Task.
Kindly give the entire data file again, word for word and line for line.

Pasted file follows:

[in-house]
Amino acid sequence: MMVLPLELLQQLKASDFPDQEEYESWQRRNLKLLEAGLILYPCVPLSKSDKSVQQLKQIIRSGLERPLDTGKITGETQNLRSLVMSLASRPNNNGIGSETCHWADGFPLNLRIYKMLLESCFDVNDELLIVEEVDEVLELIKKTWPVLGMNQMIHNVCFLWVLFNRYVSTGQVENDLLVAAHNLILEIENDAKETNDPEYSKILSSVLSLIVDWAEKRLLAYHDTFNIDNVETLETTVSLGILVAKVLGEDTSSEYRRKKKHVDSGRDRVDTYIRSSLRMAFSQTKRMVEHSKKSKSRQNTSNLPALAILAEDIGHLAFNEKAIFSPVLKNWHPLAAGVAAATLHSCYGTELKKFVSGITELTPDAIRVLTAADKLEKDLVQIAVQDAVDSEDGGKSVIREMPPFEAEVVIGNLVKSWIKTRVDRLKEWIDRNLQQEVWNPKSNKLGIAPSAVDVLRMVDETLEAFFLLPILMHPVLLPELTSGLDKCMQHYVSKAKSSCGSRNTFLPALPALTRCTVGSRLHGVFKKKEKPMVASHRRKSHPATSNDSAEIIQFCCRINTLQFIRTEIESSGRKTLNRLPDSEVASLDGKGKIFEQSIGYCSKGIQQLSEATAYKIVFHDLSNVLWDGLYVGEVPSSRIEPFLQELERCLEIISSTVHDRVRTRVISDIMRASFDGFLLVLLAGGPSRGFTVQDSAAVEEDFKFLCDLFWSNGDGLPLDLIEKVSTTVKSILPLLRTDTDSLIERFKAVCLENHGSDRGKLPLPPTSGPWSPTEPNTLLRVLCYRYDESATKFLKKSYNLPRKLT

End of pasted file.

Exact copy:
[in-house]
Amino acid sequence: MMVLPLELLQQLKASDFPDQEEYESWQRRNLKLLEAGLILYPCVPLSKSDKSVQQLKQIIRSGLERPLDTGKITGETQNLRSLVMSLASRPNNNGIGSETCHWADGFPLNLRIYKMLLESCFDVNDELLIVEEVDEVLELIKKTWPVLGMNQMIHNVCFLWVLFNRYVSTGQVENDLLVAAHNLILEIENDAKETNDPEYSKILSSVLSLIVDWAEKRLLAYHDTFNIDNVETLETTVSLGILVAKVLGEDTSSEYRRKKKHVDSGRDRVDTYIRSSLRMAFSQTKRMVEHSKKSKSRQNTSNLPALAILAEDIGHLAFNEKAIFSPVLKNWHPLAAGVAAATLHSCYGTELKKFVSGITELTPDAIRVLTAADKLEKDLVQIAVQDAVDSEDGGKSVIREMPPFEAEVVIGNLVKSWIKTRVDRLKEWIDRNLQQEVWNPKSNKLGIAPSAVDVLRMVDETLEAFFLLPILMHPVLLPELTSGLDKCMQHYVSKAKSSCGSRNTFLPALPALTRCTVGSRLHGVFKKKEKPMVASHRRKSHPATSNDSAEIIQFCCRINTLQFIRTEIESSGRKTLNRLPDSEVASLDGKGKIFEQSIGYCSKGIQQLSEATAYKIVFHDLSNVLWDGLYVGEVPSSRIEPFLQELERCLEIISSTVHDRVRTRVISDIMRASFDGFLLVLLAGGPSRGFTVQDSAAVEEDFKFLCDLFWSNGDGLPLDLIEKVSTTVKSILPLLRTDTDSLIERFKAVCLENHGSDRGKLPLPPTSGPWSPTEPNTLLRVLCYRYDESATKFLKKSYNLPRKLT